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Q&A: Lord Mayor of the City of London

An interview with the Chancellor of City University London and the Lord Mayor, Alderman the Lord Mountevans

by Nicola

Over the last five decades, City has had the privilege of appointing the Lord Mayor of the City of London as Chancellor. In taking office, Alderman the Lord Mountevans is the 688th Lord Mayor of the City of London, an office that has endured for more than a thousand years through 36 different Kings and Queens, two Lord Protectors and was in existence 600 years before the first British Prime minster. During the January graduation ceremonies, City is delighted to recognise the Lord Mayor for his contributions to the City of London and to mark his installation as the Chancellor of the University.

How are you finding the role of Lord Mayor?

The role of Lord Mayor is in some ways exactly what I was expecting. Everyone is so welcoming and wants you to do well in office. However, to use the cliché, no two days are the same. One minute you can be meeting the ambassador of an emerging market in Asia, and the next you’re giving a speech in front of hundreds of City figures and business leaders. Every function I attend, dinner I host, speech I give, all have a different audience and message I am trying to give. It means that each and every one of my days in office will be different in some way or another. But the enthusiasm for the City and for me to do well are some of my early reflections to take away so far.

What are your priorities for your time in office?

I’ll spend much of the year abroad, almost 100 days, selling the expertise and experience of the UK’s financial and professional services firms. But I am also looking forward to touring the regional powerhouses across the UK. I have already been to Belfast, with Edinburgh, Glasgow, Liverpool, Manchester, Leeds, Sheffield, York and Durham still to come in the next 12 months. Getting out to these place is essential and not just because they are so important for the UK’s economy, as over two-thirds of the jobs in the financial and professional services sector are found outside of London. But equally important, when I travel abroad, trying to drum up business for the UK, I want to be able to talk about the whole of the UK’s offer – not just London. It is why I am a big advocate of the Northern Powerhouse proposals. A strong economy outside of London does not come at a cost for London – on the contrary it helps supports jobs and growth in London as well.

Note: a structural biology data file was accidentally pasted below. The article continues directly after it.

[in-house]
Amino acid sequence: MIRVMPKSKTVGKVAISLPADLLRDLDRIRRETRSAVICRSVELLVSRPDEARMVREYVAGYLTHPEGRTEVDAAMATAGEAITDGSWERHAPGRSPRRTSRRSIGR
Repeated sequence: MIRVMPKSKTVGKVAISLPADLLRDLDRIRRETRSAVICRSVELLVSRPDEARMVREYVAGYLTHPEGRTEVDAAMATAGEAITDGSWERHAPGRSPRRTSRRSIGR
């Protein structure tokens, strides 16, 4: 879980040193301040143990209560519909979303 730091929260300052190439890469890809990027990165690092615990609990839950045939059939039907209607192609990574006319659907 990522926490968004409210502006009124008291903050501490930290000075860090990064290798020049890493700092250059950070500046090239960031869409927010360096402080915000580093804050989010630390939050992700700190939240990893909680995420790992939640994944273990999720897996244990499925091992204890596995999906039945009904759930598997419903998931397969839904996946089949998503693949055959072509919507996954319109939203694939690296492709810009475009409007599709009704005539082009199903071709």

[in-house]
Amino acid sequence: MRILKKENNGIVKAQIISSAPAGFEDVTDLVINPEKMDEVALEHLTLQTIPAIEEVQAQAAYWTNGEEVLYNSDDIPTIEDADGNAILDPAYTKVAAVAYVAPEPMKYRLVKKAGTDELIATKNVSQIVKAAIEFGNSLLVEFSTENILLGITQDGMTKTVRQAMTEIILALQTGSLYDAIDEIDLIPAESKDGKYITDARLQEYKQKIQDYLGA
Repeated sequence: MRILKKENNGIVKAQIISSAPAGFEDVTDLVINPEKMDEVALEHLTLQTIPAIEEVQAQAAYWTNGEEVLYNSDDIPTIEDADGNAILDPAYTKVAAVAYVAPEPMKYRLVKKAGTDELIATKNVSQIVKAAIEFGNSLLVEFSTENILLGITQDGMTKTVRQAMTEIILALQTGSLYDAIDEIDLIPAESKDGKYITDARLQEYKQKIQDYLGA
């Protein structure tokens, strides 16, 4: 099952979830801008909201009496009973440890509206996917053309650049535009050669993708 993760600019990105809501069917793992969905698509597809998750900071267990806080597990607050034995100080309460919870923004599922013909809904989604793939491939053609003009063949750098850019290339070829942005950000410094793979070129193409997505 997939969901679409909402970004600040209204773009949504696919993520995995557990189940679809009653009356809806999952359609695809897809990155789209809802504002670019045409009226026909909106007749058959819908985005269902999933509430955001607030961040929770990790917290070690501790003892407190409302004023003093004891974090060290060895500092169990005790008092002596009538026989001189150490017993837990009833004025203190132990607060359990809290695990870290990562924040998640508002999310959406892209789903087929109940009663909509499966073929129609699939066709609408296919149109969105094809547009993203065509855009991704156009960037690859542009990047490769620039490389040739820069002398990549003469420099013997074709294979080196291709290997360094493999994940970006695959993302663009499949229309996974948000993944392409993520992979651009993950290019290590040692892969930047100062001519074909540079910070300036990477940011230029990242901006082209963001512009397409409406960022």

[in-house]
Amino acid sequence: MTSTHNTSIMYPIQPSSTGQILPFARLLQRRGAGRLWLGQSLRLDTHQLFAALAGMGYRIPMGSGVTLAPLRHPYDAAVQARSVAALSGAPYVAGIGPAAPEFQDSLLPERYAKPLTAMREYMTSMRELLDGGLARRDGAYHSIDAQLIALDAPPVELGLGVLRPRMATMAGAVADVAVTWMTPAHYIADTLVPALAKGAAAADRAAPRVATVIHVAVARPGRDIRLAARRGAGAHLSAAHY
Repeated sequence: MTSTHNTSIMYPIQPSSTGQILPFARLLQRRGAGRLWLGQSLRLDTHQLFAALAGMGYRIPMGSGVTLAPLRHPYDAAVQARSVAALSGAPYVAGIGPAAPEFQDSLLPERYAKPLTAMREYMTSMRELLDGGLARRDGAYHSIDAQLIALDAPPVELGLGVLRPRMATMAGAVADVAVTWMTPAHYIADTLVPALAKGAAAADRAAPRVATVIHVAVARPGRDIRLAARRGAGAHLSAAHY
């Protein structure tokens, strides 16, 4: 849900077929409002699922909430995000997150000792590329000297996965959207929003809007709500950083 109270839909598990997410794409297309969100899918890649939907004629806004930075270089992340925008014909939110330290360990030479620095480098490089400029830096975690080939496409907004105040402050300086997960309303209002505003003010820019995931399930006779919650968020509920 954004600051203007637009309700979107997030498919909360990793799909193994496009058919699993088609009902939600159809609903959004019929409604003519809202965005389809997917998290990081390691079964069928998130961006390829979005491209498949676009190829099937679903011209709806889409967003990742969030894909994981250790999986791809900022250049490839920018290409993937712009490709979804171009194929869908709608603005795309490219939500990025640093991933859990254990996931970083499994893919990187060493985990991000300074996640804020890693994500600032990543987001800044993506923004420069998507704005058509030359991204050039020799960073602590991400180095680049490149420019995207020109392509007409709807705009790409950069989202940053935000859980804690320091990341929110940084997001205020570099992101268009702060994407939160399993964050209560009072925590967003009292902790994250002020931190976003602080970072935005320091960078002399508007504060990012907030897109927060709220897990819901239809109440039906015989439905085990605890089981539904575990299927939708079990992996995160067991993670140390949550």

The greatest asset that we have in the City, and in wider London, are the very people that work and live here.
Alderman the Lord Mountevans, Lord Mayor of London and Chancellor of City 

With a background in maritime – having worked at the ship brokers Clarksons for over 40 years – I am keen to strengthen the links between this sector and City. Maritime supports almost half a million jobs and contributes over twenty billion pounds to our GDP. And finally my motto for the year, “Innovate Here, Succeed Anywhere”, will be a constant theme. In essence it means that whoever you are, whatever your business, regardless of the markets you operate in or the scale of your ambition, the UK is your incubator. We have some of the best, brightest, fastest-growing companies in the world, and they’re found right here on our doorstep. I will support and encourage their growth on the global stage.

What have you learnt about City University London since becoming Chancellor?

The greatest asset that we have in the City, and in wider London, are the very people that work and live here. Making sure that we have world class education providers, like City, offering opportunities for people to challenge themselves in an intellectually demanding environment is essential to the long term success of the UK. As a nation we have a long and proud history of excellent educational institutions and City is another prime example. 

Do you have any advice for students graduating this year? 

The City is a land of opportunities for people who want to build their careers and get experience in different areas of business. My advice would be to throw yourself into whatever area of work you have an interest in, meet as many new people as possible and be enthusiastic every day. Those attributes, combined with hard work and dedication, will give you the best possible chance of success.
How could we strengthen the links between the University and City?

I think we already have a great relationship between us and I am honoured to become Chancellor of this fantastic educational institute. Students graduate at their ceremonies within the magnificent surroundings of Guildhall and I will be looking forward to hosting a dinner for friends, supporters and staff of the University at the Mansion House later this year. I would like to encourage graduates from the University to give serious thought to the City. Don’t just assume the Square Mile is full of people working in banks! There is a wealth of opportunity across different sectors and especially working for SMEs (which make up 98 per cent of firms in the City). Have a good look at what the City can offer, as I think what you might find could surprise you.

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